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Transgender man demans workplace justice, social equality


03-15-2017 11:50 BJT

(Source: CGTN)

By CGTN reporter Wu Guoxiu

A transgender man in China is continuing with a lawsuit he brought against the company that he claims fired him due to discrimination due to his gender. CGTN's Wu Guoxiu met Mr. C - as he chose to be called - in southwestern Guizhou Province, together with some of his friends from the LGBT community. 

Taking a step closer to justice...Mr. C was born a woman but considers himself a man. He took a local health center to court which he claims dismissed him after one week's probation due to his gender identification. 

The court ruled in December that he was illegally fired, but said there was no proof his dismissal was due to bias against transgender people. He's since applied to the court for a retrial.

"The HR chief said in an audio clip that they dismissed me because of how I dressed. It's bias," he said.

Mr. C says he is not only fighting for his own rights. For ten years, he's led an NGO which aims to help the LGBT community through consultations, speeches and gatherings. Lately, he's been interviewing new volunteers, mostly from the community itself.

"While Mr. C and his friends are joining their efforts, they're calling for more social equality, not only for themselves but also for the LGBT community that's estimated to include tens of millions in China," said reporter Wu Guoxiu.

There are no official statistics on the size of China's LGBT community, but it's estimated to number around 70 million. That's one in every twenty people.

A 2016 survey conducted by non-profit business network, WorkForLGBT, says more gay men and women in the Chinese mainland are planning to come out.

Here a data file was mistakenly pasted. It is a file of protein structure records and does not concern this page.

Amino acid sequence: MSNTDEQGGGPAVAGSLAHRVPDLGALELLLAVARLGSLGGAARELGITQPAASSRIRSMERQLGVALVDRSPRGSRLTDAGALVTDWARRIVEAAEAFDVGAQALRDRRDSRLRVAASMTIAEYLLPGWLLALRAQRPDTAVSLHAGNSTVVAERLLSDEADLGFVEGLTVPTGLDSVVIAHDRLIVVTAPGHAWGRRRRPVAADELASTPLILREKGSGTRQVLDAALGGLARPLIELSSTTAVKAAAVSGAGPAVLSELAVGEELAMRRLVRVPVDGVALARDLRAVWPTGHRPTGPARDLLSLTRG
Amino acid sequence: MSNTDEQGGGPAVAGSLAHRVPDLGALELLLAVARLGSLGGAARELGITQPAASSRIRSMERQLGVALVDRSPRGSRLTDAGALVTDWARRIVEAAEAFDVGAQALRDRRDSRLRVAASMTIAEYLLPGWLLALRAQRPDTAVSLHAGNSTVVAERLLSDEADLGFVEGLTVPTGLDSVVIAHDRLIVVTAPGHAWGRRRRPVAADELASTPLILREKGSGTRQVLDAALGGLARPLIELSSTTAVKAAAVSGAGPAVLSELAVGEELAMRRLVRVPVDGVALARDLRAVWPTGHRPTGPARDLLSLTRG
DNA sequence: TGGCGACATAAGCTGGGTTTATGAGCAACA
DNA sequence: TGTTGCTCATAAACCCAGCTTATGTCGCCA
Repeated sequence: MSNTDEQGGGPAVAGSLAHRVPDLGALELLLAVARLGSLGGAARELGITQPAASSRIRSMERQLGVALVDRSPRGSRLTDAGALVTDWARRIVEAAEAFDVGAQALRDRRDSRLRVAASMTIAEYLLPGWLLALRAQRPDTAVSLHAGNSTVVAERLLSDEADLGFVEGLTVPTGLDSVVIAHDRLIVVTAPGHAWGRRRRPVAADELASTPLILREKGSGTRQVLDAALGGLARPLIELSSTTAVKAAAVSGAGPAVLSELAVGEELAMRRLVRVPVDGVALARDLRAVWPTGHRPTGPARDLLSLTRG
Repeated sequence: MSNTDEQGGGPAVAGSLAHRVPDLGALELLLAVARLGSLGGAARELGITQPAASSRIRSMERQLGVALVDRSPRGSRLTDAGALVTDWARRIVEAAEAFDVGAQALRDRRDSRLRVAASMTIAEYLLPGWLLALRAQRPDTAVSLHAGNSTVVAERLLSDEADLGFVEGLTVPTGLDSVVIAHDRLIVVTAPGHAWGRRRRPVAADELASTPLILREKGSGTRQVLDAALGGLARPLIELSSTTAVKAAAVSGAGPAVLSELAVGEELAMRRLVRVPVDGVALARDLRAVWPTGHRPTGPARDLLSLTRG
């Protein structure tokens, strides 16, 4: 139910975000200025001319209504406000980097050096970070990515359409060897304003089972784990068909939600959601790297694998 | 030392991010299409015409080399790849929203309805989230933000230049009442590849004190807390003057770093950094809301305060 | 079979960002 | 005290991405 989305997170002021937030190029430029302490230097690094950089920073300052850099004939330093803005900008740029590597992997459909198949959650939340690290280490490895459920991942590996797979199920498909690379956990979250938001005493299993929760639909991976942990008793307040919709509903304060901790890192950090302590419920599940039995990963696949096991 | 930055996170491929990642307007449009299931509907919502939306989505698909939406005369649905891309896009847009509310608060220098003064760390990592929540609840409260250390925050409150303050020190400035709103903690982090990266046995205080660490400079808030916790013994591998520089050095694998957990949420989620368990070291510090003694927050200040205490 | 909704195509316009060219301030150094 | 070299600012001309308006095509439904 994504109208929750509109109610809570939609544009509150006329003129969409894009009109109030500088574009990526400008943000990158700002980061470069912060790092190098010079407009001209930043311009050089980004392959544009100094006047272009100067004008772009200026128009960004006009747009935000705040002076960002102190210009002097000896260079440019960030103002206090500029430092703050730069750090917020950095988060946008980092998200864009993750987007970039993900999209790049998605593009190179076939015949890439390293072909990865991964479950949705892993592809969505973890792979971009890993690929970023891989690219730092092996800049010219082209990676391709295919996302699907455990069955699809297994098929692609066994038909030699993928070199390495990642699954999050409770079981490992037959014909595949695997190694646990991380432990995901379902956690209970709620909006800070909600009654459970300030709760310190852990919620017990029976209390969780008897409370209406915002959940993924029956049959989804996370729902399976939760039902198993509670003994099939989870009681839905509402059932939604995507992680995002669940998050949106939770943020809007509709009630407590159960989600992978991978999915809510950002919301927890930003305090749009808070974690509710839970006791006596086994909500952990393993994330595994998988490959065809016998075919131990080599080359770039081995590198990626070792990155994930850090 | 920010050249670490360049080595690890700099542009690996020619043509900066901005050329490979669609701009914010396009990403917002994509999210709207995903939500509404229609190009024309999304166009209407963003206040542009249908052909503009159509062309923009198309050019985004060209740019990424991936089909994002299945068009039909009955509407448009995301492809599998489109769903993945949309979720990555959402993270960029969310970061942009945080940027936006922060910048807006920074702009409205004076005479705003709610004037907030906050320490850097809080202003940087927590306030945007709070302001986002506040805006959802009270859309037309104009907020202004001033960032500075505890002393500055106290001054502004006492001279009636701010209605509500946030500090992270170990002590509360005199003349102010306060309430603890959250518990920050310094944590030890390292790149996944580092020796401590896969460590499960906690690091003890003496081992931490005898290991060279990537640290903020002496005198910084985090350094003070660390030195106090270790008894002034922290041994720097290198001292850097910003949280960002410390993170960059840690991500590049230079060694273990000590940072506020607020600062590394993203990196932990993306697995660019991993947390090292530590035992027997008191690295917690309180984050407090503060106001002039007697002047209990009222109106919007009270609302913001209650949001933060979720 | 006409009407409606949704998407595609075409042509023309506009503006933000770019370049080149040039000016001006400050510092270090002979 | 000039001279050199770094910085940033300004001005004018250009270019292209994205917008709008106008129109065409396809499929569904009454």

The survey says only 22 percent of gay men and 12 percent of gay women don't intend to reveal their sexual orientation in the next five years.

This hesitance can be traced back to the fact that homosexuality was regarded as a mental disorder in China until 2001. And last year, a court in Hunan Pronvince rejected a gay couple's request that they be allowed to marry.

The LGBT community is now asking for equal social rights.  

" I want to have the legal right to marry. I just want more people to know, I am just one person that wants to live together with another person. It doesn't matter if it's the same or the opposite sex," said Qi'er.

"What if me or my companion faces an emergency at a hospital, but we don't have the right to sign for the surgery as family? Do we just die? Maybe it won't happen that fast that we get equal marriage rights, but can we at least have basic legal spousal rights?" said Wang Dashi.

Marriage rights are also a concern for Mr. C. He has to undergo surgery to become a man if he wants to change the gender on his official ID card. But he is scared.

"I heard in some places people can change their sex only after surgery on the upper body. When can we realize that? So that many transgender people like me won't suffer depression. I tried to commit suicide several times," he said.

Mr. C's girlfriend, who currently lives in Beijing, plans to move in with him soon. Together they plan to make a series of speeches across the country this year. He says he has the best parents and the best girlfriend, but not a society that allows him to work and marry like anyone else.

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